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SQLite is a powerful embedded database engine that's a core storage technology in Android and iOS applications. In this installment of the Database Clinic series—in which experts and their databases of choice are pitted against a series of the same challenges— Mark Niemann-Ross demonstrates how to leverage SQLite to solve common database problems. After providing a brief overview of the strengths and weaknesses of SQLite, Mark explains how to create a database and populate it using a public dataset. He also shows how to use a SQLite database with programming languages such as Python and R, handle subqueries and queries in SQLite, and more.
Science fiction author and educator at LinkedIn learning
Mark Niemann-Ross is a technologist with experience in hardware, software, and science fiction.
Mark has been helping developers navigate APIs for almost 30 years, and has been responsible for third-party programs at Quark and Adobe. In addition to hands-on technology, he's also been involved in technology education, starting with a degree in industrial education and most recently working as a content manager for LinkedIn Learning.
Mark's science fiction has most recently appeared in Analog Science Fiction and Fact. He's currently working on a murder mystery solved by a refrigerator.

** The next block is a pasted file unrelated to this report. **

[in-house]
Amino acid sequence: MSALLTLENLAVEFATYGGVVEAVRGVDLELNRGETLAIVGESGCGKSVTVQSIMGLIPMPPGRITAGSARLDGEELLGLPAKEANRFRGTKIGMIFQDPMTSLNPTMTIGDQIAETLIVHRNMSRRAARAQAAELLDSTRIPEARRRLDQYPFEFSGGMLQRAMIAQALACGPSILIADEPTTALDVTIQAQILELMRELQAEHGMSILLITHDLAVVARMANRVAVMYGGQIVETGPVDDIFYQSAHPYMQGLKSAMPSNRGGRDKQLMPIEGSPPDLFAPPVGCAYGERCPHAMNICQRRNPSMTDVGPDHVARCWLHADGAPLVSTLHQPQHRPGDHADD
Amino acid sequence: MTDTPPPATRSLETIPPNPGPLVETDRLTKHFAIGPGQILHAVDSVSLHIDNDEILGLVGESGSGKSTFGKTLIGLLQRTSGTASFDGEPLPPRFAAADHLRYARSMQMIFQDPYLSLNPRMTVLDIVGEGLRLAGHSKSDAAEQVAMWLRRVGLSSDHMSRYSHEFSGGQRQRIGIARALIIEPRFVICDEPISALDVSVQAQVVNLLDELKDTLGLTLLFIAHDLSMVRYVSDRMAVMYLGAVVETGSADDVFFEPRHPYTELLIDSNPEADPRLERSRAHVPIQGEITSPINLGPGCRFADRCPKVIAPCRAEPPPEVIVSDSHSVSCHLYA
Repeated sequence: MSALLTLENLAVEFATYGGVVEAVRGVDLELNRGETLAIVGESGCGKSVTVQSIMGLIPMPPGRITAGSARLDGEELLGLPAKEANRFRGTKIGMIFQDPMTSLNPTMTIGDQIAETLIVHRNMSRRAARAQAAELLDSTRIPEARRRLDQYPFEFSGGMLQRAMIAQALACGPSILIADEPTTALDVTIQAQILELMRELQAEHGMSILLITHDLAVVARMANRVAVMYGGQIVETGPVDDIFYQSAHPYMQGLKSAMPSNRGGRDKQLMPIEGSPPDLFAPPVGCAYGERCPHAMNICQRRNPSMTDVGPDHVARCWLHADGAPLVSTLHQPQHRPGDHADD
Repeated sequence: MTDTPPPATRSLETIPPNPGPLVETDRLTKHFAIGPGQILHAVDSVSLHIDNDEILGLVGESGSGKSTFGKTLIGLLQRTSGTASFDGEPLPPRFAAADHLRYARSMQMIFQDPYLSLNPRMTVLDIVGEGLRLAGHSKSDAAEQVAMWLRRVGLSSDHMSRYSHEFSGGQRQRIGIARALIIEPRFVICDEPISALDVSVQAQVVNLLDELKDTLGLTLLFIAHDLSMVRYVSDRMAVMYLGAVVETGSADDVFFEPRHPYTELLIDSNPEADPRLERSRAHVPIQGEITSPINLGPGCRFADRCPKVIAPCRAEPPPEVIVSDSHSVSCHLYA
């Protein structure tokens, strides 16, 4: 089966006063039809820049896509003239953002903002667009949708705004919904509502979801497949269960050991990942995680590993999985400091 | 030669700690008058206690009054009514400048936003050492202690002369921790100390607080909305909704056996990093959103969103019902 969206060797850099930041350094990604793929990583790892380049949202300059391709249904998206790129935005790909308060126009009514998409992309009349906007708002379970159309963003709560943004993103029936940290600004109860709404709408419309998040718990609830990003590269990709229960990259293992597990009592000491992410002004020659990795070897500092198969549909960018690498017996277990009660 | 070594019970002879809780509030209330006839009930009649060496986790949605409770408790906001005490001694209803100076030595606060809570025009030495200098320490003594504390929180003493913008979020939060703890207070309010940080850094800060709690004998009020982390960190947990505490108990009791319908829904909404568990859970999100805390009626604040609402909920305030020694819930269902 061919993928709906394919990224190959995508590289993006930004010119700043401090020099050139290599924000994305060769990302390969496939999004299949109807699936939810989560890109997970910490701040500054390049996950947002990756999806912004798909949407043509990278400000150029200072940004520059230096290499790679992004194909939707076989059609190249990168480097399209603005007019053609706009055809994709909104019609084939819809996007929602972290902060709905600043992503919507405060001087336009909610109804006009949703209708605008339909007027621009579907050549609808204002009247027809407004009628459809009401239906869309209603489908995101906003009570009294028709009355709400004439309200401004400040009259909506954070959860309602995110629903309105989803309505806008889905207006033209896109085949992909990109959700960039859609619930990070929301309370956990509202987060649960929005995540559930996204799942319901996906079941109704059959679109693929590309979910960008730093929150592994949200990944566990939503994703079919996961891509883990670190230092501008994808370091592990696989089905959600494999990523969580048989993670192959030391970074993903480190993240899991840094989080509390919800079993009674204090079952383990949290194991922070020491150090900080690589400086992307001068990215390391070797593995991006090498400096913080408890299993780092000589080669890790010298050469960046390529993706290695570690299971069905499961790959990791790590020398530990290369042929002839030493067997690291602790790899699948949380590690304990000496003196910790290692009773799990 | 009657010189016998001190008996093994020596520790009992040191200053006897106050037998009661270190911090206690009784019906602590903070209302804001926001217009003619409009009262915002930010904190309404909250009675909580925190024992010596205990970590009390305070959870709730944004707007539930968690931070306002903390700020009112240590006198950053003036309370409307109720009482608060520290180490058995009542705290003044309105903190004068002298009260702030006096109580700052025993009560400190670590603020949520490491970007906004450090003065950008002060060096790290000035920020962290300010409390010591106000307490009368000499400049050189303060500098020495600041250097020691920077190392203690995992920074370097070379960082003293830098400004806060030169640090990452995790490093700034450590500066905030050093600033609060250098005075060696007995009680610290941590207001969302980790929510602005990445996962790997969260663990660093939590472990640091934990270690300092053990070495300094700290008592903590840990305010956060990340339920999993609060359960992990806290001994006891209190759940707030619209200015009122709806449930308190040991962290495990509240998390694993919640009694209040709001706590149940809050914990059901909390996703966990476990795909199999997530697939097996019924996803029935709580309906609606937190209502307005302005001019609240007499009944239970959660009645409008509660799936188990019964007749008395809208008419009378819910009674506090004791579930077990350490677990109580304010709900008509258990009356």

- Mark Niemann-Ross is a technologist with experience in hardware, software, and science fiction.
Skills covered in this course
- [Instructor] This last problem is the most difficult of the database clinic problem set. It involves not only database manipulation but also some data science forecasting. At this point, I assume that you understand basics of SQL such as SELECT and FROM, JOIN, and GROUP BY, so I won't spend a lot of time explaining those parts of the code. When I first considered this problem, I found it useful to carefully think about what it was I was being asked to do. That sounds obvious, but it's easy to get diverted away from the actual problem. When you're doing data science, be sure you know what you're being asked to discover. In this case, we're being asked for a forecast of an educational demand for California up to the year of 2060. To do this, we're given two datasets. We've seen the first dataset before, the California Population Projection, and that provides population forecasts up to 2060. This is a large file, almost 250 megabytes and 3.5 million records. The size of this data is…
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